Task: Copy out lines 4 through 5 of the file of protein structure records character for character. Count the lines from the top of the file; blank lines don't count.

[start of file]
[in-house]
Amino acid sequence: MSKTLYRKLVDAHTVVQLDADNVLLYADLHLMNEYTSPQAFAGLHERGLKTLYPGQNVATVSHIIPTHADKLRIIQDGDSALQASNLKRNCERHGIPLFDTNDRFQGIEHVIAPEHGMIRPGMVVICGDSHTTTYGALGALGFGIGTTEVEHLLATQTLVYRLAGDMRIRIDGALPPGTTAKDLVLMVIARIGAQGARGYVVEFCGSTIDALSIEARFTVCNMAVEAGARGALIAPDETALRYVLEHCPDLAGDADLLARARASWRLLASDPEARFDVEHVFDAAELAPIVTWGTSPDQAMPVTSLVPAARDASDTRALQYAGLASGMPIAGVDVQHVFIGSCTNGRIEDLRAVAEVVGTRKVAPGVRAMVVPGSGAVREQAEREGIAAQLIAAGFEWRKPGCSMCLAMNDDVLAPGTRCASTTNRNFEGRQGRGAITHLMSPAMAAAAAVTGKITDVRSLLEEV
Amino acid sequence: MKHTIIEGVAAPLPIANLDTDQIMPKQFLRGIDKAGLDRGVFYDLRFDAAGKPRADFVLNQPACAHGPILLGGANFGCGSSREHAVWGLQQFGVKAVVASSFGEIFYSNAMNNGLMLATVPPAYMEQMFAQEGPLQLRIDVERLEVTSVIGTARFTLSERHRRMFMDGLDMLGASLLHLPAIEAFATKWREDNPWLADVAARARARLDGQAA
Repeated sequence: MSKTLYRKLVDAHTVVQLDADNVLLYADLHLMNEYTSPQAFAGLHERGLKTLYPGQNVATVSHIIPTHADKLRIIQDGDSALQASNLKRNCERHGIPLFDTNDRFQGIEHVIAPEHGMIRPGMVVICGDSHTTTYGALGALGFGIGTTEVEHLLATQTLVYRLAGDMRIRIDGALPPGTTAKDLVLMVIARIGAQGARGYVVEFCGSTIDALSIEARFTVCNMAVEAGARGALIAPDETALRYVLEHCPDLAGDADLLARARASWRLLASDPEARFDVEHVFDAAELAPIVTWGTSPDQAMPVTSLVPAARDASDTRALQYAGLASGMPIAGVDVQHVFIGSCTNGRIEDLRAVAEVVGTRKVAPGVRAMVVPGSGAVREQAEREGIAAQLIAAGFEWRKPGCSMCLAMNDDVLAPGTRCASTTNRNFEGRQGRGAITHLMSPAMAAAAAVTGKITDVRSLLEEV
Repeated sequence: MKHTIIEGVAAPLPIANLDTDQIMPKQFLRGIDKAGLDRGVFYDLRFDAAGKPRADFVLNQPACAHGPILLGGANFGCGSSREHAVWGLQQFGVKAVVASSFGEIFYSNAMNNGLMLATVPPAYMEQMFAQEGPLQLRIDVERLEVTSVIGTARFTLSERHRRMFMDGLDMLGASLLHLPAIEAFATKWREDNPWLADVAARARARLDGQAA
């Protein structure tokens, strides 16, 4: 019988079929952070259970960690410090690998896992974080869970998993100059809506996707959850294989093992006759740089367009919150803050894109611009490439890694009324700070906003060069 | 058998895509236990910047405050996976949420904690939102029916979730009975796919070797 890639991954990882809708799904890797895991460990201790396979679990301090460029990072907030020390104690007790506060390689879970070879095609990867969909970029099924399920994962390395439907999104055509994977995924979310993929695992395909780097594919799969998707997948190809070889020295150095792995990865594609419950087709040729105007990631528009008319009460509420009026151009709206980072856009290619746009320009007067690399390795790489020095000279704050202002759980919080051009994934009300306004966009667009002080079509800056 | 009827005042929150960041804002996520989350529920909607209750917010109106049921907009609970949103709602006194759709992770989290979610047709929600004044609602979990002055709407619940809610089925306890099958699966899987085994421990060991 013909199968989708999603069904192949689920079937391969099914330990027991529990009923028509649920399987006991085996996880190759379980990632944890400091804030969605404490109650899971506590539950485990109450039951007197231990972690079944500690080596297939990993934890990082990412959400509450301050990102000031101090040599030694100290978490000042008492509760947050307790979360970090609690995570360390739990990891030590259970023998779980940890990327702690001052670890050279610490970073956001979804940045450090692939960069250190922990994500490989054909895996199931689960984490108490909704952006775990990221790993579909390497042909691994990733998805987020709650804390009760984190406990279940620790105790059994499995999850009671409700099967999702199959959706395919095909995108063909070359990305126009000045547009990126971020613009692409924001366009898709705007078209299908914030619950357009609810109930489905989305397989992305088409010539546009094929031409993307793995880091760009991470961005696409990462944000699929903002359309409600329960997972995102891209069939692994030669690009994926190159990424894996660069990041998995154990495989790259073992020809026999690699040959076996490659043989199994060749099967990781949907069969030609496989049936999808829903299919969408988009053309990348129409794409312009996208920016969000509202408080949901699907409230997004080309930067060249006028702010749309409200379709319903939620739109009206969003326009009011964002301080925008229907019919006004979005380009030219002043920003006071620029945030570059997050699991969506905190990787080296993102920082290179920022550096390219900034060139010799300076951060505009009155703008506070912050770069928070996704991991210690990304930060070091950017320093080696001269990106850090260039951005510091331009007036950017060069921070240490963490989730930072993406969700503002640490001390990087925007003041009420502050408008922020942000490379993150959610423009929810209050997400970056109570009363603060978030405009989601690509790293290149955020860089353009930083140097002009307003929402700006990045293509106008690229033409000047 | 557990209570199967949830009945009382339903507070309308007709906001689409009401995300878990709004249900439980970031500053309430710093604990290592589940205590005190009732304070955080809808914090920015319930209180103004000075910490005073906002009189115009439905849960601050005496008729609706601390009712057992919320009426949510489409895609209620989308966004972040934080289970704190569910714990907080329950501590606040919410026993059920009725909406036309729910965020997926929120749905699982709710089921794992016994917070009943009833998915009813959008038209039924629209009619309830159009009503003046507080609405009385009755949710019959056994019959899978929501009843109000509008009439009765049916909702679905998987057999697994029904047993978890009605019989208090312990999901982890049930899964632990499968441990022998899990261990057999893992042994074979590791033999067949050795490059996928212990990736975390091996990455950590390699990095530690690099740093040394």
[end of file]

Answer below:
Repeated sequence: MSKTLYRKLVDAHTVVQLDADNVLLYADLHLMNEYTSPQAFAGLHERGLKTLYPGQNVATVSHIIPTHADKLRIIQDGDSALQASNLKRNCERHGIPLFDTNDRFQGIEHVIAPEHGMIRPGMVVICGDSHTTTYGALGALGFGIGTTEVEHLLATQTLVYRLAGDMRIRIDGALPPGTTAKDLVLMVIARIGAQGARGYVVEFCGSTIDALSIEARFTVCNMAVEAGARGALIAPDETALRYVLEHCPDLAGDADLLARARASWRLLASDPEARFDVEHVFDAAELAPIVTWGTSPDQAMPVTSLVPAARDASDTRALQYAGLASGMPIAGVDVQHVFIGSCTNGRIEDLRAVAEVVGTRKVAPGVRAMVVPGSGAVREQAEREGIAAQLIAAGFEWRKPGCSMCLAMNDDVLAPGTRCASTTNRNFEGRQGRGAITHLMSPAMAAAAAVTGKITDVRSLLEEV
Repeated sequence: MKHTIIEGVAAPLPIANLDTDQIMPKQFLRGIDKAGLDRGVFYDLRFDAAGKPRADFVLNQPACAHGPILLGGANFGCGSSREHAVWGLQQFGVKAVVASSFGEIFYSNAMNNGLMLATVPPAYMEQMFAQEGPLQLRIDVERLEVTSVIGTARFTLSERHRRMFMDGLDMLGASLLHLPAIEAFATKWREDNPWLADVAARARARLDGQAA